Jim Hosking’s film is one of those absurdist boutique comedies that pushes against the definition of a punchline.
Throughout, the narrative padding is conspicuous, and the copious references to better films are gratuitous, even lazy.
Director Will Raee’s film takes its cue from the Toddlers & Tiaras school of reality TV child exploitation.
Each of Table 19‘s faint glimmers of grace are overwhelmed by elements of general spatial and narrative incompetence.
Chad Hartigan’s film is especially perceptive about the effect of external influence on personal development.
Josh Heald’s script takes the easy way out, ending the film with a torrent of slapdash sentimentality.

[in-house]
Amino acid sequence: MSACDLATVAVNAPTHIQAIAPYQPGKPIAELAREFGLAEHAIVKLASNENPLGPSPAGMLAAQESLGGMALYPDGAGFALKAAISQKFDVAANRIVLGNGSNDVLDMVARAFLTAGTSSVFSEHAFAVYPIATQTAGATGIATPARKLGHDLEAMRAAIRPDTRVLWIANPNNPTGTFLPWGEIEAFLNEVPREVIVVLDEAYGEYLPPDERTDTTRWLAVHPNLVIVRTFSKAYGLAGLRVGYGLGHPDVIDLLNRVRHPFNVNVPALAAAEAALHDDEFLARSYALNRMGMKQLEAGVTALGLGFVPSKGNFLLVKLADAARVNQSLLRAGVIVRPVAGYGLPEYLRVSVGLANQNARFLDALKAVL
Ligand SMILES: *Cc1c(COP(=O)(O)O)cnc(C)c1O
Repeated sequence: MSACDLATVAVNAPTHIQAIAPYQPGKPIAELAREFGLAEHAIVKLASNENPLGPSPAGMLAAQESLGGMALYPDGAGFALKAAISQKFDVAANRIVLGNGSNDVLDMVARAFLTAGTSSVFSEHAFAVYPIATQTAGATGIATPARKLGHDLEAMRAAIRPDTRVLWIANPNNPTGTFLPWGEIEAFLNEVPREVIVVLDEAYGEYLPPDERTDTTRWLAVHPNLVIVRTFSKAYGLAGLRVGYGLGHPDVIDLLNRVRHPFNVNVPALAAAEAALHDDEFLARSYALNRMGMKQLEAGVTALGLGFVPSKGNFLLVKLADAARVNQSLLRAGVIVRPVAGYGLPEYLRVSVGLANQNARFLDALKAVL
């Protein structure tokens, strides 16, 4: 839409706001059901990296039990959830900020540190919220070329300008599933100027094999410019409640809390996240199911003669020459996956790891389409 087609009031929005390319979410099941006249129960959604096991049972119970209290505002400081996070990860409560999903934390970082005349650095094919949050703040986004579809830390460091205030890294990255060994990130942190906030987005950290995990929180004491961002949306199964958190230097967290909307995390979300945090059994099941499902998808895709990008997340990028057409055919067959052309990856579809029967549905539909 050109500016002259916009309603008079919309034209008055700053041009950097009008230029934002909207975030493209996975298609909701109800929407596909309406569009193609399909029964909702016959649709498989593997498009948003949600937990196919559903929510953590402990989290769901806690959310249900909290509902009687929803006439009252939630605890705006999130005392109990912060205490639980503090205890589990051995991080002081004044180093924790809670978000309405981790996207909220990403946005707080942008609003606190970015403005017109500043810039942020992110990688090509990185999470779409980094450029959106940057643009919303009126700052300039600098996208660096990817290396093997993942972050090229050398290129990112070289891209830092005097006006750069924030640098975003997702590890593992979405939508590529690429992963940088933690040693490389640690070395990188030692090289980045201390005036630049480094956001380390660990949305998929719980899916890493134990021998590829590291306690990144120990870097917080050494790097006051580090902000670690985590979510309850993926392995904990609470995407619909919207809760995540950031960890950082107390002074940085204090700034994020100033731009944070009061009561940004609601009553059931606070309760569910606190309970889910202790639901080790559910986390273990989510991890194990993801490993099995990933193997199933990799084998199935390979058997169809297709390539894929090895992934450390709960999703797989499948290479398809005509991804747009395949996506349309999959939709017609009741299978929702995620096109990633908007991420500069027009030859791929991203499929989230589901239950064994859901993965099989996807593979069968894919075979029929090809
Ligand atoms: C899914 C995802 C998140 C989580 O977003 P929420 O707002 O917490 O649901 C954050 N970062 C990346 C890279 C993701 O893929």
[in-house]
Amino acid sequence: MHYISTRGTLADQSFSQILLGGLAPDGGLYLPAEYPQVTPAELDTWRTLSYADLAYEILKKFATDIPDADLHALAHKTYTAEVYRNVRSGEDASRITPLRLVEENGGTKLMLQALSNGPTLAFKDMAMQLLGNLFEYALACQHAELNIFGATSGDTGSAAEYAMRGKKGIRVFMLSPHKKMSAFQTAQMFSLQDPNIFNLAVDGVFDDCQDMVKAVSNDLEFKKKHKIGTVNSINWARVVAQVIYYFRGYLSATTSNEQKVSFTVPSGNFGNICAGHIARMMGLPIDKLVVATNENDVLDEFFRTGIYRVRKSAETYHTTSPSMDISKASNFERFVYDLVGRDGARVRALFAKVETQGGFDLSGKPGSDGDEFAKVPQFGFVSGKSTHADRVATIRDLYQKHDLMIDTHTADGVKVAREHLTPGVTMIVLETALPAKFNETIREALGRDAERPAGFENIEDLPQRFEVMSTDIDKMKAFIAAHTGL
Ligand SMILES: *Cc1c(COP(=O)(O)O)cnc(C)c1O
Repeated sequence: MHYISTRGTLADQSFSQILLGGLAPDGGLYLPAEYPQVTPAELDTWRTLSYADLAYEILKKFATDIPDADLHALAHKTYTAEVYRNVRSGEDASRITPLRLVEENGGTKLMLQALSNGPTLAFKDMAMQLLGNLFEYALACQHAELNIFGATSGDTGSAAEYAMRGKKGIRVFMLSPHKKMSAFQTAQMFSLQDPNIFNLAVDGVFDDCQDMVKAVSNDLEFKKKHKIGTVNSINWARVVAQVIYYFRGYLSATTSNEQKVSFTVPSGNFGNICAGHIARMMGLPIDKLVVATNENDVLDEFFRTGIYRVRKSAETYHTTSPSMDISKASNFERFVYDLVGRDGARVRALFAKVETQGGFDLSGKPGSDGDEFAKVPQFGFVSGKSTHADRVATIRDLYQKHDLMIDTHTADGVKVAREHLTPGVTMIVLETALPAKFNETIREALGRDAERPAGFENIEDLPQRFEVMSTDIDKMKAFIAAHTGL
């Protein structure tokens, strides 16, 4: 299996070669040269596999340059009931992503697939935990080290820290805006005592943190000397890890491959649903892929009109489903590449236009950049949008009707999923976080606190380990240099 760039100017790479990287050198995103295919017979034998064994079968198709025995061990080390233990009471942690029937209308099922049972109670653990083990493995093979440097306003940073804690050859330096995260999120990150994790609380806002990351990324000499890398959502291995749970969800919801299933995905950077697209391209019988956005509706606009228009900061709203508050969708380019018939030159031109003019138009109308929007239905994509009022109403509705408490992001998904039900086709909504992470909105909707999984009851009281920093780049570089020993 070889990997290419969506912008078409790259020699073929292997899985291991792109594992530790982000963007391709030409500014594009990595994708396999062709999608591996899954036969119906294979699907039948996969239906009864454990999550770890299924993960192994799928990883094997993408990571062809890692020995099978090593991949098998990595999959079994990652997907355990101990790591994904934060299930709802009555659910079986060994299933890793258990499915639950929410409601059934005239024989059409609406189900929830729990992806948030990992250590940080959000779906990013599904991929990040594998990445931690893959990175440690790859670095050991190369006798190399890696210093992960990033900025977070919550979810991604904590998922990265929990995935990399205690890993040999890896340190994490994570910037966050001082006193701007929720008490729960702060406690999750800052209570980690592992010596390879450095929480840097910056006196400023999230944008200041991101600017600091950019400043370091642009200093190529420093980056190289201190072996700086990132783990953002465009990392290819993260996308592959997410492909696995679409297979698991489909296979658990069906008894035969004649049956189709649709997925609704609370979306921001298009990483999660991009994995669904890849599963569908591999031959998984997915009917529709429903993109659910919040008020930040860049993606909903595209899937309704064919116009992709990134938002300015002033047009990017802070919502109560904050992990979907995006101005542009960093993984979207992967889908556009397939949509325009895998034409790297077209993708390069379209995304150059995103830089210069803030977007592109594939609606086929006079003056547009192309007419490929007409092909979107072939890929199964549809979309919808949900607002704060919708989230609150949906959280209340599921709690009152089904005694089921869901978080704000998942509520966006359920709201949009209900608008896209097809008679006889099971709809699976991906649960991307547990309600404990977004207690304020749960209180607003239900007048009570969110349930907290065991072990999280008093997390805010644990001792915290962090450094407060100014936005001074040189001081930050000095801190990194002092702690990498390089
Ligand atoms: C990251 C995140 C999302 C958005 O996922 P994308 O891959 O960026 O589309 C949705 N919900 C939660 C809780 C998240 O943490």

As if taking a cue from its own title, the movie emphatically sets its sights on the upward trajectory of Brown’s career.
It’s disheartening that, despite some half-hearted overtures toward shifting the comedy paradigm, the filmmakers make little attempt to expand their comedic palette.
Its views on organized religion are so halfhearted and perfunctory as to make Kevin Smith’s Dogma seem like a veritable master’s class in theistic studies.
Tina Gordon Chism’s film collapses into a series of clumsy improvisatory sketches, tied up in cheap, risibly sentimental catharsis.